Héritier and her associates are bringing the debate further in the direction specific sets of explanatory variables. Their first group of variables refers to the institutional capacity to produce change. This is still a very general hypothesis. Accordingly, it is useful to segment it into more specific propositions (see figure 3). To begin with, the presence of veto players à la Tsebelis (1995) constrains the institutional capability to produce change. The conventional analysis of the political systems can be used to show how political processes differ in the EU member states. This is a general, macro-focus, one centered on the characteristics of the political systems. But Héritier and her associates put emphasis on informal veto players as well. For example, in policies of privatization and liberalization of the utilities pressure groups can represent serious obstacles. Even small haulage companies can exercise their blackmail potential on certain political systems (Héritier and Knill 2000). By doing so, Héritier and her colleagues switch from the macro-characteristics of the political process to the specific features of public policies.


The interaction between policy dynamics and the macro-political structure is perhaps one of the most interesting areas of Europeanization. But one cannot see it if the policy level and the macro-political level are lumped together. Accordingly, one should separate the policy level from the macro-comparative analysis of the political systems and treat the ‘informal’ veto players within the wider framework of actors operating in policy systems (see below). What is the advantage of this choice? Empirical research shows that Europeanization has changed political systems independently from their macro-characteristics. The Economic and Monetary Union has transformed the state in countries as different as France and Italy (Dyson and Featherstone 1999). Analytic separation does not mean independence, however. Knill and Lenschow (2000) note that policy structures can be embedded in ‘regime cores’ – a point which invites more research on the connections between policy and politics. But – to reiterate – in order to detect the dynamic effect of policy upon political structures and the role of embeddedness one has to keep the two levels analytically distinct.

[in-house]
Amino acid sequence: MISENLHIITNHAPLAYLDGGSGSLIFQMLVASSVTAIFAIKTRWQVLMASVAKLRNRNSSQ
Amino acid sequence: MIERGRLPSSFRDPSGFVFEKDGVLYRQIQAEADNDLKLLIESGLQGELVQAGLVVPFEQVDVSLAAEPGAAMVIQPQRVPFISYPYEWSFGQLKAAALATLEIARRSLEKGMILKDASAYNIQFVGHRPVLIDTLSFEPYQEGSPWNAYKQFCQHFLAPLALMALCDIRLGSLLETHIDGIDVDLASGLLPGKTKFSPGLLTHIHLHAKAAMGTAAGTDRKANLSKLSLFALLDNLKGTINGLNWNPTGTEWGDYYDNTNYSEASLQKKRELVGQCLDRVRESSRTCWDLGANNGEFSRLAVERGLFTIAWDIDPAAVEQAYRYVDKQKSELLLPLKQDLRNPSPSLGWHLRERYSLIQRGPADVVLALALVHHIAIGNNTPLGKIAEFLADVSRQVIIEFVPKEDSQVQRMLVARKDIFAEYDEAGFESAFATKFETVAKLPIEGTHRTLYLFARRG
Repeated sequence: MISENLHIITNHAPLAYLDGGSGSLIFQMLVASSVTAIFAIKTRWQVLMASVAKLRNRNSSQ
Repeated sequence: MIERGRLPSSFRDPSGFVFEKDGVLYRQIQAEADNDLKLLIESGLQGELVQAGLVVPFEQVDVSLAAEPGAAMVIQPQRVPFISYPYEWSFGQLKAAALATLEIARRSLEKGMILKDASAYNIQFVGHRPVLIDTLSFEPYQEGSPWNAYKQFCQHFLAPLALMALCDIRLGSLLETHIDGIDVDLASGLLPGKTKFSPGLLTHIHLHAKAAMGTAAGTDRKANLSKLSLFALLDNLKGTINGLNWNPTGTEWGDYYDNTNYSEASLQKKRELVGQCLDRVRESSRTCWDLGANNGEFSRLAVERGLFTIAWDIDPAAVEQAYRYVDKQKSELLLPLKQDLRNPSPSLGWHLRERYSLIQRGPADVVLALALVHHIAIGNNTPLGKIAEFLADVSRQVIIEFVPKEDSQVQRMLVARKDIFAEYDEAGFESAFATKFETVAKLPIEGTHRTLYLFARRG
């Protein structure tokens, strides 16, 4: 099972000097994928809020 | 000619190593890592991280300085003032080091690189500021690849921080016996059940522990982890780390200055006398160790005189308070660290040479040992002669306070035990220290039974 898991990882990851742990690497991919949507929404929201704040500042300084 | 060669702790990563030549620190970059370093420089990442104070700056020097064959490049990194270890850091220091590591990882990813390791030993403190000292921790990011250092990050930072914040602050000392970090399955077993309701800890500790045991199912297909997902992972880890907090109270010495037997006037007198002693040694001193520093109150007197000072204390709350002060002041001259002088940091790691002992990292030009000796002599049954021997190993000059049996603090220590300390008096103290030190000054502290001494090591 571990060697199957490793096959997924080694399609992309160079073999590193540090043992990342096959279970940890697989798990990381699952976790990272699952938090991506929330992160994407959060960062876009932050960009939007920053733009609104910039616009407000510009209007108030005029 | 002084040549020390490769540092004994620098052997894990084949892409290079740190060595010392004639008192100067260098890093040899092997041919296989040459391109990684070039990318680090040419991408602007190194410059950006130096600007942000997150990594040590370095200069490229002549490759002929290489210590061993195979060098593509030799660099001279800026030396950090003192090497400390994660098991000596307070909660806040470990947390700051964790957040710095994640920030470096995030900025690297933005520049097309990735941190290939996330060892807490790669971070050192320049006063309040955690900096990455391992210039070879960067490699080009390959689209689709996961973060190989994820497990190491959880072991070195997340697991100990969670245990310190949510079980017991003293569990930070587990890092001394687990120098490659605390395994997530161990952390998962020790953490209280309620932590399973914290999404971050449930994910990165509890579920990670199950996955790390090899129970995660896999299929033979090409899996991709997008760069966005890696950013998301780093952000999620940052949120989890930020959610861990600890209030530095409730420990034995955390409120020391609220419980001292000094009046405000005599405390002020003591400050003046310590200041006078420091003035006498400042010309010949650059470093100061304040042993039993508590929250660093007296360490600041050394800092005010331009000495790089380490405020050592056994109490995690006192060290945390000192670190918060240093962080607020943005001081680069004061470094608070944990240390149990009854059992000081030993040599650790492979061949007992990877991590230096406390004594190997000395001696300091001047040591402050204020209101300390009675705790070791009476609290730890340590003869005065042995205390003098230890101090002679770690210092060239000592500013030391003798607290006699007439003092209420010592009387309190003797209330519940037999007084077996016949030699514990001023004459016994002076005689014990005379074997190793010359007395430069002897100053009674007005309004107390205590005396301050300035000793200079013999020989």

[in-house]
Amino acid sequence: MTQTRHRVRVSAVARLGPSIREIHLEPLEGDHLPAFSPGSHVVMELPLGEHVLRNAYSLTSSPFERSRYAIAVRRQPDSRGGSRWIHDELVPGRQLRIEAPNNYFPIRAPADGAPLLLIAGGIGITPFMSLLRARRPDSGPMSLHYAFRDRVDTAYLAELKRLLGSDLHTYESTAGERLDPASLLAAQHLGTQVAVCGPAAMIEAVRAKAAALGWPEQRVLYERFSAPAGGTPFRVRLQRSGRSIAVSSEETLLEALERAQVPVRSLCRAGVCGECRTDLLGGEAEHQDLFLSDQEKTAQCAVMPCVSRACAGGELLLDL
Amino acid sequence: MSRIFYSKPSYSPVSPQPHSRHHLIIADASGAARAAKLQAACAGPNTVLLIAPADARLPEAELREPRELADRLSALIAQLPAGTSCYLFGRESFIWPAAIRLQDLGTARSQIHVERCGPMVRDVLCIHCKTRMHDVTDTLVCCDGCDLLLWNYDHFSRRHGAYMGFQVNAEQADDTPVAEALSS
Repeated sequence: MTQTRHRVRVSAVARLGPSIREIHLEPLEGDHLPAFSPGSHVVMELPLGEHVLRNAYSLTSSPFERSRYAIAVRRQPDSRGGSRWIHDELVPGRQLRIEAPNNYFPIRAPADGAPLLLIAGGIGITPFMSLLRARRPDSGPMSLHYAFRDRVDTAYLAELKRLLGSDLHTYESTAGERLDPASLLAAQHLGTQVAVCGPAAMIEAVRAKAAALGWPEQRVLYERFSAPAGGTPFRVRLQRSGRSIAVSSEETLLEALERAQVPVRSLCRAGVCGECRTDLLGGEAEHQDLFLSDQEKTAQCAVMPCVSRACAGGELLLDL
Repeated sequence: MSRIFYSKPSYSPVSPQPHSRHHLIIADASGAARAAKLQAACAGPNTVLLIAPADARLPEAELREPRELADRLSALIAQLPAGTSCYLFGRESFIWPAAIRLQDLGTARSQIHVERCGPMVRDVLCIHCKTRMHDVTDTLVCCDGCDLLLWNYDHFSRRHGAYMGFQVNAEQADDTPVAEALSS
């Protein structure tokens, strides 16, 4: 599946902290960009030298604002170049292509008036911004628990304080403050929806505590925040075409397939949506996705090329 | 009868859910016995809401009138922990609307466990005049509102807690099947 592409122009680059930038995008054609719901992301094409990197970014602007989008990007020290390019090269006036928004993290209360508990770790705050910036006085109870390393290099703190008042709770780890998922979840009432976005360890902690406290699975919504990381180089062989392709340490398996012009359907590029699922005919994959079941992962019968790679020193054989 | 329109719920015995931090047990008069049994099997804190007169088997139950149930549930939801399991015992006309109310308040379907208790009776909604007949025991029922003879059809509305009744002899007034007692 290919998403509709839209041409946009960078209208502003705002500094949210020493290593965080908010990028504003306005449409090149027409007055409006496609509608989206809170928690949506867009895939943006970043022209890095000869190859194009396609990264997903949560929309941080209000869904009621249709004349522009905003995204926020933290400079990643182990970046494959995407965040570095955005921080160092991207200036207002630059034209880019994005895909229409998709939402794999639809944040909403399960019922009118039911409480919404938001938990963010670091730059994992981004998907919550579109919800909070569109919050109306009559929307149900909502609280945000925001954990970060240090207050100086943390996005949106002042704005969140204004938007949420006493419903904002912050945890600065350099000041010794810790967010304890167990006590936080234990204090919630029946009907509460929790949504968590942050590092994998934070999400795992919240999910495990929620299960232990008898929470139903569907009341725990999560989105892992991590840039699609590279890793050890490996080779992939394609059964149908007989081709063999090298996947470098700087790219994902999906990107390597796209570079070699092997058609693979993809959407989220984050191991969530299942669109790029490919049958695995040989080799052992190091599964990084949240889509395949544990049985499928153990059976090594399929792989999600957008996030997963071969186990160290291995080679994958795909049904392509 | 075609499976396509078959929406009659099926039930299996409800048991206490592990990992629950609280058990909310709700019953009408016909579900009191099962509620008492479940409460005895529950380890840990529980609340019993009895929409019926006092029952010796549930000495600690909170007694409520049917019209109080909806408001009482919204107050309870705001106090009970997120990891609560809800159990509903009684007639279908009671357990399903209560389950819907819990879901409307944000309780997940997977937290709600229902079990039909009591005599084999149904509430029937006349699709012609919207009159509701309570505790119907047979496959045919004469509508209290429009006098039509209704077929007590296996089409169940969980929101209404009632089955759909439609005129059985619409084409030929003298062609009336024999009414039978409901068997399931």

After this short digression on policy and politics, let us complete the analysis of macro-variables. The scope and type of executive leadership has to be considered. The leadership – Héritier and Knill (2000) explain – can be integrated or, at the other extreme, fragmented, short-lived and conflict-ridden. When leadership is integrated and the number of veto players is low, Europeanization hardly makes a difference. Executives willing to promote policy change can do so whether European policy exists or not. At the other extreme, fragmented leadership with strong sectorial veto players makes EU-induced change improbable. As shown by road haulage policy in Italy, Europeanization can produce retrenchment. Europeanization is instead most likely to have a high impact (in terms of policy change) under conditions of intermediate institutional capacity.

At any rate, the institutional capacity to produce change is a necessary condition, but it is not sufficient. The presence or absence of change – and its direction – depends on more specific variables at the level of the policy structure. Before we examine them, however, it is useful to draw attention to timing (fig.3). The impact of EU public policy is contingent on whether a country is already involved in a process of reform or not. For example, certain policies of liberalization in the EU have caught some countries unprepared whereas others, most notably the UK, were already on their way to de-regulation and privatization. Put differently, the analysis of the effects of European public policy on national policy systems should be conducted in parallel to the investigation of endogenous processes. The adaptational pressure of EU policy is certainly higher in the case of a country which has already undertaken reforms consistent with EU trajectories.